Saudi Arabia: Reform comes with social responsibility

Any vision of true transformation must emphasise generational change in the Saudi workforce and society.

A Saudi woman seen through a heart-shaped statue walks along an inlet of the Red Sea in Jeddah, Saudi Arabia [AP]
A Saudi woman seen through a heart-shaped statue walks along an inlet of the Red Sea in Jeddah, Saudi Arabia [AP]

On April 25, the Saudi government will unveil its “Vision for the Kingdom of Saudi Arabia”, a sweeping package of economic reforms that includes the widely-reported “National Transformation Programme” as well as the privatisation of oil giant Saudi Aramco and Riyadh’s new Public Investment Fund.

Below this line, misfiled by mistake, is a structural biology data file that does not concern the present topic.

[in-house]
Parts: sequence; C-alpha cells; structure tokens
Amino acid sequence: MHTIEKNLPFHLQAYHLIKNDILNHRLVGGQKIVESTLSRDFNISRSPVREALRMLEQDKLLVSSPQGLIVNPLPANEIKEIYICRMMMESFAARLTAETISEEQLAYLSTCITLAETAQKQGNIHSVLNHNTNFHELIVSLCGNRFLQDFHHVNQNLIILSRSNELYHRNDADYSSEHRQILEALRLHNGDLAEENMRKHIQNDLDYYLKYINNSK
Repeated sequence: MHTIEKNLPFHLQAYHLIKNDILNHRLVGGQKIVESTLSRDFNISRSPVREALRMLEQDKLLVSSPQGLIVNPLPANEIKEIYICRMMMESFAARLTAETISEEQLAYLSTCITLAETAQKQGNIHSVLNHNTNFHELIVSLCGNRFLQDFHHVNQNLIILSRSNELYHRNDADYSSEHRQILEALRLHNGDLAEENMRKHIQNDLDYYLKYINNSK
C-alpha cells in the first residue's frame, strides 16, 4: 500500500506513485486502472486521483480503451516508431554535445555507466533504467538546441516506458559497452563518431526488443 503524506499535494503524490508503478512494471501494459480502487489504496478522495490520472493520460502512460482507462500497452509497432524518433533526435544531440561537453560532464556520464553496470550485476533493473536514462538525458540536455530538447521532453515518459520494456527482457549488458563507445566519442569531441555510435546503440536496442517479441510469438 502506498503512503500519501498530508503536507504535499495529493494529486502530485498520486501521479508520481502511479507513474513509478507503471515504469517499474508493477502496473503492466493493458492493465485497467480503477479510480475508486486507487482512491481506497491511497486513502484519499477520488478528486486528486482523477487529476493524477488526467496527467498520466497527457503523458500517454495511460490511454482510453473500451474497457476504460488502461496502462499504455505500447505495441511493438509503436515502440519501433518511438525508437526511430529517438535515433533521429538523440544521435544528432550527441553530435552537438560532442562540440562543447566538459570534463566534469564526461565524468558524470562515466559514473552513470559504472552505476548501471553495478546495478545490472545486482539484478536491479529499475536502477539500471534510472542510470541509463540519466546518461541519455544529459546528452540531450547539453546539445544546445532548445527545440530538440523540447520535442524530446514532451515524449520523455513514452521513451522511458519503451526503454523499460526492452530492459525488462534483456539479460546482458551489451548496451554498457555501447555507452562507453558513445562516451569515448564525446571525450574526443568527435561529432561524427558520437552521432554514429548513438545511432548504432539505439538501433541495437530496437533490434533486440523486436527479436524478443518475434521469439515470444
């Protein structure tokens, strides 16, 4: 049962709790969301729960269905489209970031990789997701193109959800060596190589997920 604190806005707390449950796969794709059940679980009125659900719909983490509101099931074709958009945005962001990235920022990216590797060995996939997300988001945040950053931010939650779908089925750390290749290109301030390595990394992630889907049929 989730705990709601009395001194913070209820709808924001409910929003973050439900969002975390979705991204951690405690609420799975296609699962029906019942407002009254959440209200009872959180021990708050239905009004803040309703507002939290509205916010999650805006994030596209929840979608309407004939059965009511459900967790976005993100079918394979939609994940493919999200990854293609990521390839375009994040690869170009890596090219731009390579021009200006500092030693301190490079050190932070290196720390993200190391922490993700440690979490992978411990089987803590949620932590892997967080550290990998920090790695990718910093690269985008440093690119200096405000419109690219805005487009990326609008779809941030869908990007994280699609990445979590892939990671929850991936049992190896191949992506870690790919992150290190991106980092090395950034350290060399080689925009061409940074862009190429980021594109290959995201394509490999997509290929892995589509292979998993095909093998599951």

While the media narrative surrounding the plan for a post-oil Saudi Arabia largely focuses on the Kingdom’s potential for financial growth and investment, the social context surrounding these reforms demands a closer look.

To date, news of this privatisation and diversification drive has drawn understandable scepticism from many quarters. How can Riyadh, the world’s largest oil producer, wean itself off the petrodollar in the midst of a crash in oil prices?

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In a region ravaged by economic, political and social strife, the G20 member and World Bank key player enjoys both the financial and human capital to make reforms other countries in the Arab world might not be able to undertake.

Reliance on petrodollars